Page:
Angelea – [laughing] Right on. For starters, I mean there’s so many things, so many avenues we could go down with you and the reining world, and your history and all of the amazing things you’ve done; just you are the – you were the first – and will forever be the first million-dollar winner in the reining world. But what I think is really unique about you guys is your stable is the final resting place for two of the most winningest reiners of all time. So I’m kind of wondering, how has their legacy shaped your training and your breeding programs on your breeding philosophies?
Tim – Well, Hollywood Jack was our first major stallion that we thought we could read a lot of mirrors to, and he was great to me. We were fortunate enough to buy him after I was done showing, pretty much, and I got a text message, and I won the derby, I won the Super Stakes, at that time the Super Stakes was still going. But he was just one that we were starting to breed quite a few mares to in Minnesota, and being in Minnesota and trying to breed mares is not real easy. So we made a decision to place her in Texas and move to Texas in 1989.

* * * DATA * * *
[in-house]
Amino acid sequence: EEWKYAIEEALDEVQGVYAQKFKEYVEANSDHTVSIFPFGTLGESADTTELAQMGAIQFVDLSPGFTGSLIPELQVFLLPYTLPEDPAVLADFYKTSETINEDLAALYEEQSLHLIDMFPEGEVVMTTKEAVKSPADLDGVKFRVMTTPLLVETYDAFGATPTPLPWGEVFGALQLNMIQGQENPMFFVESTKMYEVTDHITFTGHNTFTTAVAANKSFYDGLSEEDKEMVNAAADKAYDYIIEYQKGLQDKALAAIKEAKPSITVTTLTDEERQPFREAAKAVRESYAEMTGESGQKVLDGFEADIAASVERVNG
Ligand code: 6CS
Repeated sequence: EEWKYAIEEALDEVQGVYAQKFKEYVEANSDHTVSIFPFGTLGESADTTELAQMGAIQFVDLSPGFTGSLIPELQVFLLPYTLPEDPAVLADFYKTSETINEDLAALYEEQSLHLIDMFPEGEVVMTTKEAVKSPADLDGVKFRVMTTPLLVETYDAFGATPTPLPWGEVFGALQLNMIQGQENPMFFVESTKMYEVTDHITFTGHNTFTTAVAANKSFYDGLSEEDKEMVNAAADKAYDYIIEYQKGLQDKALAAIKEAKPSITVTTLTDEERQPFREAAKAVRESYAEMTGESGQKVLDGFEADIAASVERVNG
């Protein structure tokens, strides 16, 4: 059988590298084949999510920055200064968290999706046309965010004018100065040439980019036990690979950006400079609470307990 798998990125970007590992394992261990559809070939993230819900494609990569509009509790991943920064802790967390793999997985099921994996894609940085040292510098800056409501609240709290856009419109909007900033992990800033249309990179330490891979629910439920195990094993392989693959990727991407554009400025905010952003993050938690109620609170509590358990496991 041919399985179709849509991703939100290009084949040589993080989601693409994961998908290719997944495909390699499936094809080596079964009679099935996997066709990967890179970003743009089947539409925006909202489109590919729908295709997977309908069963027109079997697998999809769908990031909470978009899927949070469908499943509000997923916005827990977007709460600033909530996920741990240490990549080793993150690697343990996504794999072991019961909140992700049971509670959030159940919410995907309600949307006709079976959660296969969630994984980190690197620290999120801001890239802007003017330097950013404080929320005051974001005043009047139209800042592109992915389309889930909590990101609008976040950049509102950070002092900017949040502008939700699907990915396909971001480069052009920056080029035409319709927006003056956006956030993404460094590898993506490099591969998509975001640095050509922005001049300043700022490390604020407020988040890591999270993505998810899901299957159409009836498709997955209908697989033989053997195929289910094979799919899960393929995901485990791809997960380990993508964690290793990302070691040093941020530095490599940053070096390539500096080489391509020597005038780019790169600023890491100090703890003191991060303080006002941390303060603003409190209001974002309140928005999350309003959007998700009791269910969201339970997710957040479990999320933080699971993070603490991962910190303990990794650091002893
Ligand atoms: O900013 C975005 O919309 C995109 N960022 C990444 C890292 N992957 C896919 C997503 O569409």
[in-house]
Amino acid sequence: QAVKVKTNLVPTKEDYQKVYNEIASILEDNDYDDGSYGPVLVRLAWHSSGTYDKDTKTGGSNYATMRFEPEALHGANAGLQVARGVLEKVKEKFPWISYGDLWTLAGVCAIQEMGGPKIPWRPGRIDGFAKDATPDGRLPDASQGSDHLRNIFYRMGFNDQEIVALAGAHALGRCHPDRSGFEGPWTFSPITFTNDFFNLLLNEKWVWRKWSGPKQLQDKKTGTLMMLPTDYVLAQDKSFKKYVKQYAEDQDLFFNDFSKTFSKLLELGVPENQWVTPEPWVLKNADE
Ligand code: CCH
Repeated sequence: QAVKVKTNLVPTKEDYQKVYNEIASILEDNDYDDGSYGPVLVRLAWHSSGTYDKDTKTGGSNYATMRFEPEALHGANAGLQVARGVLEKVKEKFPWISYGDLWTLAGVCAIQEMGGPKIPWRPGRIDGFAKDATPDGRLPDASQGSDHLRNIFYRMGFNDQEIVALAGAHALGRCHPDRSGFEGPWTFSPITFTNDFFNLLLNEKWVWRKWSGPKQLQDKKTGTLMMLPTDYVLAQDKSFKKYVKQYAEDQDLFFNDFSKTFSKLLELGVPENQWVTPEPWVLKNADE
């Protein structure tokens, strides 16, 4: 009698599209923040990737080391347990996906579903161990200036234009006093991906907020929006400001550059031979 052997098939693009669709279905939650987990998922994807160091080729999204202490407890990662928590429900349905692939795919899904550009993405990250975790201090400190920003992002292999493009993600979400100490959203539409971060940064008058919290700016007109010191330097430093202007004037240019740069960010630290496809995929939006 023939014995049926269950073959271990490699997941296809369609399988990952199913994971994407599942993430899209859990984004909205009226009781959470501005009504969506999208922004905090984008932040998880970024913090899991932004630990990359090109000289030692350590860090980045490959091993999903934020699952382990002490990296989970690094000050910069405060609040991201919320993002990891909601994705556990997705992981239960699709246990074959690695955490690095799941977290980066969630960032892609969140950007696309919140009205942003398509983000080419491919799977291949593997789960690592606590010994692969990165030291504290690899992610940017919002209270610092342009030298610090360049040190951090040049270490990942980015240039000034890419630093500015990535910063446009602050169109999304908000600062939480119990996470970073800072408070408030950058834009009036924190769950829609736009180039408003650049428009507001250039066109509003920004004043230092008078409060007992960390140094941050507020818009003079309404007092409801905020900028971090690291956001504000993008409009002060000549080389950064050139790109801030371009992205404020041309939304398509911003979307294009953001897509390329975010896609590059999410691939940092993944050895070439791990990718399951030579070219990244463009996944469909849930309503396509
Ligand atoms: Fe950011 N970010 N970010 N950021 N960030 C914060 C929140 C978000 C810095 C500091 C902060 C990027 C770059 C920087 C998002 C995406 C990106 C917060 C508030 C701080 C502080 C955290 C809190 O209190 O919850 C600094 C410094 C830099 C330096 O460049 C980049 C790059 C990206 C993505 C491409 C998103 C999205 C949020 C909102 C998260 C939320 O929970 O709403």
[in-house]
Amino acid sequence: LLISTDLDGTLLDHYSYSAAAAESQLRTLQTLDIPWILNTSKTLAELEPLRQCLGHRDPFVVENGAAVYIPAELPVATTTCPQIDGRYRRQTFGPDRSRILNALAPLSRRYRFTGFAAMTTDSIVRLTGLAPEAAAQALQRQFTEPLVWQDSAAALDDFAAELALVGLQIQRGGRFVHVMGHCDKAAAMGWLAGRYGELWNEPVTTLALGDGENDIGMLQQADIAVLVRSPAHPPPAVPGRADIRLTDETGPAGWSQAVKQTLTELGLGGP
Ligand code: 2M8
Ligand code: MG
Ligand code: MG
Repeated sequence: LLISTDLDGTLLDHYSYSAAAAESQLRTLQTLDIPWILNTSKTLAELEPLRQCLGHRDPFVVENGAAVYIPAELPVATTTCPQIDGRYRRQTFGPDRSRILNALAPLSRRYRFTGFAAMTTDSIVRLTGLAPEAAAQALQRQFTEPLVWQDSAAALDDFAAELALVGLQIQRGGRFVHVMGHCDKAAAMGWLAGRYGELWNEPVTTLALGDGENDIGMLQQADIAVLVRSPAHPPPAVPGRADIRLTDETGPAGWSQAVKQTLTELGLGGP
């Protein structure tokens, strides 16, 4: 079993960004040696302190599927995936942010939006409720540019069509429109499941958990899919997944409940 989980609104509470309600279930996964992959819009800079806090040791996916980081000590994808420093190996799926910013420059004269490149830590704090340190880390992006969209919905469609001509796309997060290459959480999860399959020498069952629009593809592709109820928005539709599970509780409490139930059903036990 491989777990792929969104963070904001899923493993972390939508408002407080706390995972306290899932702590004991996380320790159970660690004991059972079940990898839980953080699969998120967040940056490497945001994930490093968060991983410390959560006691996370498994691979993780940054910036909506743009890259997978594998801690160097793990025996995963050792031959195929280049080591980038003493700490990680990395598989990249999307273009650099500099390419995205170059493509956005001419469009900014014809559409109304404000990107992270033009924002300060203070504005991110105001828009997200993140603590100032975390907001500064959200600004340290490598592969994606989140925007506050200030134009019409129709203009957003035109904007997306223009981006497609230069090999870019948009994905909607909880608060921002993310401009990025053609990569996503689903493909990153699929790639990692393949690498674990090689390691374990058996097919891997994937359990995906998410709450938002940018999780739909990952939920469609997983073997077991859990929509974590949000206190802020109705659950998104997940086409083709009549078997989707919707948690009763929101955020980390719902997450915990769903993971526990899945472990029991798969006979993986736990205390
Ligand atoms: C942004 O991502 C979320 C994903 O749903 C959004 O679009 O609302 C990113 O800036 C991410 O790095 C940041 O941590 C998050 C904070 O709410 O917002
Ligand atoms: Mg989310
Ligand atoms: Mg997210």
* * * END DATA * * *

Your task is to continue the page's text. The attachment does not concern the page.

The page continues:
Angelea – Wow
Angelea – And from there on, he bred… well the first year we owned him we bred eighty mares to him, and the second year we bred a hundred mares, and we bred over a hundred mares to him pretty much until he was done breeding.
Angelea – Wow. and then he retired on your property and passed on your property as well, no?
Tim – Correct. And the year that we lost him, we were very fortunate that Kim and Deborah phone kind of wanted to get out of the breeding business, and of course they were in New Jersey, and they offered a gunner, Colonel smoking gun, and we ended up making a deal with him. And he was another one that just set the world on fire.